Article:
Getting started with Crypto

Investing in the cryptocurrency market can be a little daunting for a traditional investor, as investing directly in cryptocurrency (CC) requires the use of new tools and the adoption of some new concepts. So, if you decide to dip your fingers into this market, you will want to have a very good idea of ​​what to do and what to expect.

Buying and selling CC requires you to select the Exchange that trades the products you want to buy and sell, be it Bitcoin, Litecoin or any of over 1300 other in-game tokens. In previous editions, we have briefly described the products and services available on several exchanges to give you an idea of ​​the different offerings. There are many exchanges to choose from and they all do things their own way. Look for things that are important to you, for example:

– Deposit policies, methods and costs of each method

– Withdrawal policies and costs

– Which fiat currencies are traded for deposits and payouts

– Products they trade with, such as crypto coins, gold, silver, etc.

– Transaction costs

– where is this stock exchange? (USA / UK / South Korea / Japan …)

Prepare for the Exchange setup process to be detailed and time consuming, as exchanges generally want to know a lot about you. This is similar to opening a new bank account, because stock exchanges are intermediaries of valuables and want to make sure that you are what you say you are and that you are a confidential person that you need to deal with. “Trust” seems to be gained over time, as stock markets typically allow only small amounts of investment to begin with.

Your exchange will keep your CCs in stock. Many offer a “refrigerator,” which simply means that your coins are kept “offline” until you indicate that you want to do something with them. There is quite a bit of news about stock market hacking and stealing a lot of coins. Consider whether your coins are in a similar bank account on the stock exchange, but keep in mind that your coins are only digital and that all blockchain transactions are non-refundable. Unlike your bank, these exchanges do not have deposit insurance, so keep in mind that hackers are always there and try everything they can to get to your cryptocurrencies and steal them. Stock exchanges generally offer password-protected accounts, and many offer two-factor authorization schemes – something to seriously consider to protect your account from hackers.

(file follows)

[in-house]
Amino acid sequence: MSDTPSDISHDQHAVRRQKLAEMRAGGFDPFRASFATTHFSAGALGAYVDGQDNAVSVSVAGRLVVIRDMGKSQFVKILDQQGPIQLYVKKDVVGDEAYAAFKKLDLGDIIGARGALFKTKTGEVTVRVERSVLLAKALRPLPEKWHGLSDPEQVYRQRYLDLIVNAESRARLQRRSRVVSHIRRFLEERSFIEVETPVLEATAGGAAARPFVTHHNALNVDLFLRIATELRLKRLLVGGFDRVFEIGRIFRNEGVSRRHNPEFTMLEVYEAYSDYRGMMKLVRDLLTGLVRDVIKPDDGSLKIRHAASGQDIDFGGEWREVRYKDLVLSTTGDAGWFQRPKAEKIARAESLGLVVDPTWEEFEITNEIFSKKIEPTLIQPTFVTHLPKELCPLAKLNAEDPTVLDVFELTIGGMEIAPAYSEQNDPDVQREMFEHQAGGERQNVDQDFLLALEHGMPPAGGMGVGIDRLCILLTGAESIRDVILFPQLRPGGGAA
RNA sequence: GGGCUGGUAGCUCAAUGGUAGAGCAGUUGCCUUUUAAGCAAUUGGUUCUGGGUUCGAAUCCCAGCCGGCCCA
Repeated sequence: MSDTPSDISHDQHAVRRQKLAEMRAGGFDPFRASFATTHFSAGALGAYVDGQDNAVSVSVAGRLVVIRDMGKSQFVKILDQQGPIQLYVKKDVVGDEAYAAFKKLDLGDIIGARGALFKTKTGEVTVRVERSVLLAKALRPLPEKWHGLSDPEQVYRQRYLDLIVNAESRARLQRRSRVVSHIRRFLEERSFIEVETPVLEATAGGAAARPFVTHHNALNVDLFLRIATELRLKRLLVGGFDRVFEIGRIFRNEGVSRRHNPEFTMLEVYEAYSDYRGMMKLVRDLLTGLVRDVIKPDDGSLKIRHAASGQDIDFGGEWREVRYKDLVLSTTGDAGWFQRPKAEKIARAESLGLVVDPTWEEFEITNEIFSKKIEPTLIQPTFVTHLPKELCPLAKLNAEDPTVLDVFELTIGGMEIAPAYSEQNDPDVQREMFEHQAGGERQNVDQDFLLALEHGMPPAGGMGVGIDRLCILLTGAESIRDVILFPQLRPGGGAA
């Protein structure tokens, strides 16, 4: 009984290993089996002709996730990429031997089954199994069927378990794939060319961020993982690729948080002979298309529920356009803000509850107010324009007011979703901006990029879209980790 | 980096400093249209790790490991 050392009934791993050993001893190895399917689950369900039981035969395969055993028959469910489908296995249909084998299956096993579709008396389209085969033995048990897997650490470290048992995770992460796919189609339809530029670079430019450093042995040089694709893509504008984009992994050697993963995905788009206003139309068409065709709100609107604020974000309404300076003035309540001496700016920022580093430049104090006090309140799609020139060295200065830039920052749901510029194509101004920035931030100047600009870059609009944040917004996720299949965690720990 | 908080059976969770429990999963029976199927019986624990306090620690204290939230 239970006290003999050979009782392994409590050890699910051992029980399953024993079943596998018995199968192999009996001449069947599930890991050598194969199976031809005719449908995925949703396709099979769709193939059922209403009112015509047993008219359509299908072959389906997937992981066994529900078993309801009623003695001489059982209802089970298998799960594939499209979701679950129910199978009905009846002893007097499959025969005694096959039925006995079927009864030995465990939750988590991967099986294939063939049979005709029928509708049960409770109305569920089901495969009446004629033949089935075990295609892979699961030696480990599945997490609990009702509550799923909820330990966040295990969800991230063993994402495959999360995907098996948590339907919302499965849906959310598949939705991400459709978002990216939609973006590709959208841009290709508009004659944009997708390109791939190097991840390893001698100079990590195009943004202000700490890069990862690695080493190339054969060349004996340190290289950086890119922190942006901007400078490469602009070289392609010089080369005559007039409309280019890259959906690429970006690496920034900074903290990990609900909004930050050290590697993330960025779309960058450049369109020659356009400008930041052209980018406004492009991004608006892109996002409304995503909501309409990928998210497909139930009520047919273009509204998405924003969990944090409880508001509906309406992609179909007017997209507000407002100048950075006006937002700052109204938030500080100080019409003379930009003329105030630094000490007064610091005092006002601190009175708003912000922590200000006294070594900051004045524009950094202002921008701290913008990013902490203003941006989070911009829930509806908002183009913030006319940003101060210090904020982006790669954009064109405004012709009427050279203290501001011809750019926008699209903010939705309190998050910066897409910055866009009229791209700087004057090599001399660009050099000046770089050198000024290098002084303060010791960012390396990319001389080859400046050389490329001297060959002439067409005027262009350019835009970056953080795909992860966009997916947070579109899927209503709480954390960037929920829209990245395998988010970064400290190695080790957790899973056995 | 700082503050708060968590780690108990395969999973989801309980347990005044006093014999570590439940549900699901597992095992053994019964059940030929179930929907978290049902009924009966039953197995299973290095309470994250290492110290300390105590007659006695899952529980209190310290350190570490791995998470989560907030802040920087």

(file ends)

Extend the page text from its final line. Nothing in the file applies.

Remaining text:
Since hackers love loot on the stock exchanges and your account, we always recommend that you use a digital wallet for your coins. It is relatively easy to move coins between your Exchange account and your wallet. Be sure to choose a wallet that handles all the coins you want to buy and sell. A wallet is also a device that you use to “spend” coins at merchants who accept CC for payment. The two types of wallets are “hot” and “cold”. Hot wallets are very easy to use, but they leave your coins exposed to the Internet, but only on your computer, not on the Exchange server. Cold wallets use offline storage media, such as specialized hardware memory sticks and simple prints in printed form. Using a cold wallet complicates transactions, but they are the safest.

Your wallet contains a “private” key that authorizes all transactions you want to initiate. You also have a “public” key that is shared online so that all users can identify your account when they are involved in a transaction with you. Once hackers get your private key, they can move your coins wherever they want and that’s irreversible.

Despite all the challenges and wild volatility, we are convinced that basic blockchain technology is a change in games and will revolutionize how transactions are conducted in the future.